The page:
- If you aren't ready to install storm windows just yet, you can get a "window insulation kit" at most hardware stores. This kit contains large plastic sheets that you can attach to your windows to help prevent drafts and air loss.
- Add an insulation blanket to your water heater.
- Shut off vents and ducts in rooms that aren't used or don't need to be heated. Some homes have ducts in closets, garages, mud rooms, and even on porches, yet none of these areas need to be heated or cooled on a regular basis. Closing these vents will allow a greater flow of air to be pushed to those rooms you do want heated, reducing the workload on your HVAC system.
- Make sure your dryer vent's outlet is properly sealed to prevent the backflow of cold air, and consider installing a recirculation vent for your dryer to push the heated air and humidity back into your home (do not do this if your dryer is gas powered).
- Install a programmable thermostat. A programmable thermostat gives you better control over temperature settings for your heating and cooling equipment, and they also provide a more accurate reading when compared to the older mercury switch models. By reading the temperature more accurately, the thermostat also sends on/off signals to your HVAC equipment that are more efficient.
- When using your oven for cooking, leave the door open after shutting the oven off so the heated air can add to the warmth in your home. Never use the oven strictly for heating, however.
- Add foam insulation plates to the back of your electrical outlet and light switch covers.If you have tile, hardwood, laminate, or other hard-surface floors, add some decorative rugs to your rooms. Most hard floors feel cool to bare feet and you can add some warmth with a few well-placed rugs.
- Prevent ice dams from forming in winter by keeping your gutters clear of debris and in good condition. If you deal with a large amount of debris in your gutters from roof run-off, consider installing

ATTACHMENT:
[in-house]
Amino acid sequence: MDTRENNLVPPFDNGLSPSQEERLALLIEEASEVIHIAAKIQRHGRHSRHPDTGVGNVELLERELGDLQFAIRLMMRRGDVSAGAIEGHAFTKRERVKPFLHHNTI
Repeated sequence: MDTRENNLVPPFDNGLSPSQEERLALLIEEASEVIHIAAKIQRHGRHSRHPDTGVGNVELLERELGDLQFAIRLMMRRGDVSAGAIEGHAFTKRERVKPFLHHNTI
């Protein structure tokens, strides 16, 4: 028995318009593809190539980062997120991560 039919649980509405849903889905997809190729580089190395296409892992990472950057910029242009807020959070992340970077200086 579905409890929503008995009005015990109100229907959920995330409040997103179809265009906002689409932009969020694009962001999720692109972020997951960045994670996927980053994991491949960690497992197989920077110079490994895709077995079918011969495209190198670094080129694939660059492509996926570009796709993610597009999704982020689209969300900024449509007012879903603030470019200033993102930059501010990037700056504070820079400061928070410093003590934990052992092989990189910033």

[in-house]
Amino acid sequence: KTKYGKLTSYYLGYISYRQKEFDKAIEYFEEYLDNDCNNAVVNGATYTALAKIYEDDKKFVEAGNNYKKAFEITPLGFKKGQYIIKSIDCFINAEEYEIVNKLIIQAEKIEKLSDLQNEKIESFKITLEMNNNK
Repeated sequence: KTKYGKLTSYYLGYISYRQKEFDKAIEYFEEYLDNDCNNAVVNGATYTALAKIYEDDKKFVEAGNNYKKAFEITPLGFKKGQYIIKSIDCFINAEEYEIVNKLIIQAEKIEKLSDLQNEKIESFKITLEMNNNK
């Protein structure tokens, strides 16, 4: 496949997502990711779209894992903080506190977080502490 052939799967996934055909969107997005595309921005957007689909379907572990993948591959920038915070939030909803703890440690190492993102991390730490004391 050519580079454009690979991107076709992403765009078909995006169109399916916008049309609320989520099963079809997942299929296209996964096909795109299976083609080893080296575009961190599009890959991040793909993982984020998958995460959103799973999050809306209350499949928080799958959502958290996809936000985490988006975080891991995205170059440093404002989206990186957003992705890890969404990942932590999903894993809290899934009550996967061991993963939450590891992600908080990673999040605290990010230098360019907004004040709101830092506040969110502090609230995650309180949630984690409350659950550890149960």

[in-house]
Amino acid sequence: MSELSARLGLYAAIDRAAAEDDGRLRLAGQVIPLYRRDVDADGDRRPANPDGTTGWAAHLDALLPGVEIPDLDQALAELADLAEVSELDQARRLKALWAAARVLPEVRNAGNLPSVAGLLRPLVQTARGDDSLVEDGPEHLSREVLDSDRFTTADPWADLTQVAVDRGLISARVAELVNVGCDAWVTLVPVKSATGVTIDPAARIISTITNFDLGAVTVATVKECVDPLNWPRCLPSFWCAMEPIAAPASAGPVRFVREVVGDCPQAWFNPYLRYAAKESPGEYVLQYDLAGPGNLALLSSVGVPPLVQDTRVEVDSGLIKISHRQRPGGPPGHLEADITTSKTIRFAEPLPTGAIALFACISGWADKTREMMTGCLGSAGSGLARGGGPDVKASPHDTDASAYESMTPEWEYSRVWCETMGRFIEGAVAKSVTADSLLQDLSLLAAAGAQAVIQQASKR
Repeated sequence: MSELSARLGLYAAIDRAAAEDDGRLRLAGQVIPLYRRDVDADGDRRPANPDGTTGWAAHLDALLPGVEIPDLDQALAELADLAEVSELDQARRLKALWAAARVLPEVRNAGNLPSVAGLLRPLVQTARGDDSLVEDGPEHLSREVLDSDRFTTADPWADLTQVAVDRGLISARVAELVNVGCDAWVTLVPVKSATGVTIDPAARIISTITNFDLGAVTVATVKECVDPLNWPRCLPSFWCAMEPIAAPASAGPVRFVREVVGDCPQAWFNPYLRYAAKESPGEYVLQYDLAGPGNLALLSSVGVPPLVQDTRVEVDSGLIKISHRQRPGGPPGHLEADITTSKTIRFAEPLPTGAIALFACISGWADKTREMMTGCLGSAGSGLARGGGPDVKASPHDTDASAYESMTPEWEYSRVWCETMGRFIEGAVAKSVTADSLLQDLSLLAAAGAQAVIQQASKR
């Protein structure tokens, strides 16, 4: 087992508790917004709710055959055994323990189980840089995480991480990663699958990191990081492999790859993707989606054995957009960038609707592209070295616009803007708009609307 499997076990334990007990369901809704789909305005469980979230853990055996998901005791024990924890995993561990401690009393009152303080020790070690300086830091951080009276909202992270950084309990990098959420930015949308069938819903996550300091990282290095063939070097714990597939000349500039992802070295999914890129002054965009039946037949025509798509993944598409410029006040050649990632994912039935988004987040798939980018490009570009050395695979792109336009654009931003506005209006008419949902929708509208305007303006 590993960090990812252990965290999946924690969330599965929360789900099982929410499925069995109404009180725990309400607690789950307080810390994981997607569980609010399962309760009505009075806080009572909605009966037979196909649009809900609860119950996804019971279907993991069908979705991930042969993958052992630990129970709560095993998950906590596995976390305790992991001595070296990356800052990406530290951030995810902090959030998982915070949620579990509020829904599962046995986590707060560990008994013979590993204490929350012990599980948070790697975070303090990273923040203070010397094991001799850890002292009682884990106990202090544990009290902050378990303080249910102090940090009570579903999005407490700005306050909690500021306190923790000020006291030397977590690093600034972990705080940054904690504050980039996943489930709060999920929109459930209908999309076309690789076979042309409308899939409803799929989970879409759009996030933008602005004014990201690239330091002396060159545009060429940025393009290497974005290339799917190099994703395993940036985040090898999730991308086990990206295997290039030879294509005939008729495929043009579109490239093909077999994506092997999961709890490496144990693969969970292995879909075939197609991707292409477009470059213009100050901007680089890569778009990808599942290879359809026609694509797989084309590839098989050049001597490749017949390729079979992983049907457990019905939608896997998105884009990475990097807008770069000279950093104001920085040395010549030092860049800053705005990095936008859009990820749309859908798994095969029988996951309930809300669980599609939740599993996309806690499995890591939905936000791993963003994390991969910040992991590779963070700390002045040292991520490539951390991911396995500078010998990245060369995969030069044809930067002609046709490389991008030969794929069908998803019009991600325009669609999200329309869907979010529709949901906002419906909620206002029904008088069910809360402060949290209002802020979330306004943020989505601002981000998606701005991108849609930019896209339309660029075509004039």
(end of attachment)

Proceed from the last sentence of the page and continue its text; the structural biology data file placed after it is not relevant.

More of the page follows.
A few ideas for making your home more energy efficient in winter may require some planning and budgeting on your part. While they range from small costs to big expenses, these modifications are well worth the effort and expense in the long run. If you plan on staying in your current home for quite some time or you are looking for improvements that will increase your home's resale value, here are some things you can look into:
- Tankless water heater - provides hot water on demand, rather than storing water in a large tank and heating a large volume of it at one time.
- Storm windows and doors - provide better protection against UV rays, air loss, and breakage, and work great for summer cooling and winter heating.
- Insulation replacement - most homes have inadequate insulation or not enough of it, and many homeowners don't realize that insulation actually does not function as an air barrier. Insulation acts as a buffer against air loss and works to keep heat in or out (depending on the season).
- Upgrade to an ENERGYSTAR heating and cooling system - by upgrading to a highly rated and energy-efficient HVAC system, you will definitely be reducing your home's energy use, and you may even qualify for various tax credits or other benefits from the federal government
Before you do start making changes to your home in preparation for cold weather, have an energy audit performed on your home. Not only will this give you a great overview of what areas of your home are most in need of improvement, it can also provide you with some useful tips and ideas for making your home more energy efficient. Many utility companies offer free energy audits, but you may want to consider having an independent auditor conduct the inspection. Avoid choosing an auditor that works for a company that sells energy-efficient improvements, or you may find yourself being talked into paying for something you don't really need.
This list will get you started toward getting your home properly winterized before winter officially arrives, and many of these ideas are also applicable to "summer-izing" your home, too. They work great for keeping you and your family comfortable no matter what the season and they will help you cut back on your energy use and save on your utility bills. Start planning now so you won't be paying for it later, and use these tips to create an energy-efficient home that can weather the winter with ease.